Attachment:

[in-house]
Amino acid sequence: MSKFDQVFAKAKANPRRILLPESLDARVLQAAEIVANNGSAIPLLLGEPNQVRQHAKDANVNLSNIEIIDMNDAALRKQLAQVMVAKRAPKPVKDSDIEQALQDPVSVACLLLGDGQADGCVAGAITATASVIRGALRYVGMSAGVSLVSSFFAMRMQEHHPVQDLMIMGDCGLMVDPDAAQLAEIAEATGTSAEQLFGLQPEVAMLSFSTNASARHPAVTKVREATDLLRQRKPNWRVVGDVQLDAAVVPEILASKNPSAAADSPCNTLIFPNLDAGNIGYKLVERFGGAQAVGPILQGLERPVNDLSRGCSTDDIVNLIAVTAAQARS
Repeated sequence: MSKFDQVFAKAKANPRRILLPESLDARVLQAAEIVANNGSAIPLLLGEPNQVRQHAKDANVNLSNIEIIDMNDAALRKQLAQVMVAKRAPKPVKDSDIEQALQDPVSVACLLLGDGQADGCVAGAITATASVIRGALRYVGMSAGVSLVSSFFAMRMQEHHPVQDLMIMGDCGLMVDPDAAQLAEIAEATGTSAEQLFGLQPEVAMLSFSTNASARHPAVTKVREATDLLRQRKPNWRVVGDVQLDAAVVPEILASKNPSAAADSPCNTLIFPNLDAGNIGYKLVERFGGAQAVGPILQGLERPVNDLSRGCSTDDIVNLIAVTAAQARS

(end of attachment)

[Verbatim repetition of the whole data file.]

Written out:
[in-house]
Amino acid sequence: MSKFDQVFAKAKANPRRILLPESLDARVLQAAEIVANNGSAIPLLLGEPNQVRQHAKDANVNLSNIEIIDMNDAALRKQLAQVMVAKRAPKPVKDSDIEQALQDPVSVACLLLGDGQADGCVAGAITATASVIRGALRYVGMSAGVSLVSSFFAMRMQEHHPVQDLMIMGDCGLMVDPDAAQLAEIAEATGTSAEQLFGLQPEVAMLSFSTNASARHPAVTKVREATDLLRQRKPNWRVVGDVQLDAAVVPEILASKNPSAAADSPCNTLIFPNLDAGNIGYKLVERFGGAQAVGPILQGLERPVNDLSRGCSTDDIVNLIAVTAAQARS
Repeated sequence: MSKFDQVFAKAKANPRRILLPESLDARVLQAAEIVANNGSAIPLLLGEPNQVRQHAKDANVNLSNIEIIDMNDAALRKQLAQVMVAKRAPKPVKDSDIEQALQDPVSVACLLLGDGQADGCVAGAITATASVIRGALRYVGMSAGVSLVSSFFAMRMQEHHPVQDLMIMGDCGLMVDPDAAQLAEIAEATGTSAEQLFGLQPEVAMLSFSTNASARHPAVTKVREATDLLRQRKPNWRVVGDVQLDAAVVPEILASKNPSAAADSPCNTLIFPNLDAGNIGYKLVERFGGAQAVGPILQGLERPVNDLSRGCSTDDIVNLIAVTAAQARS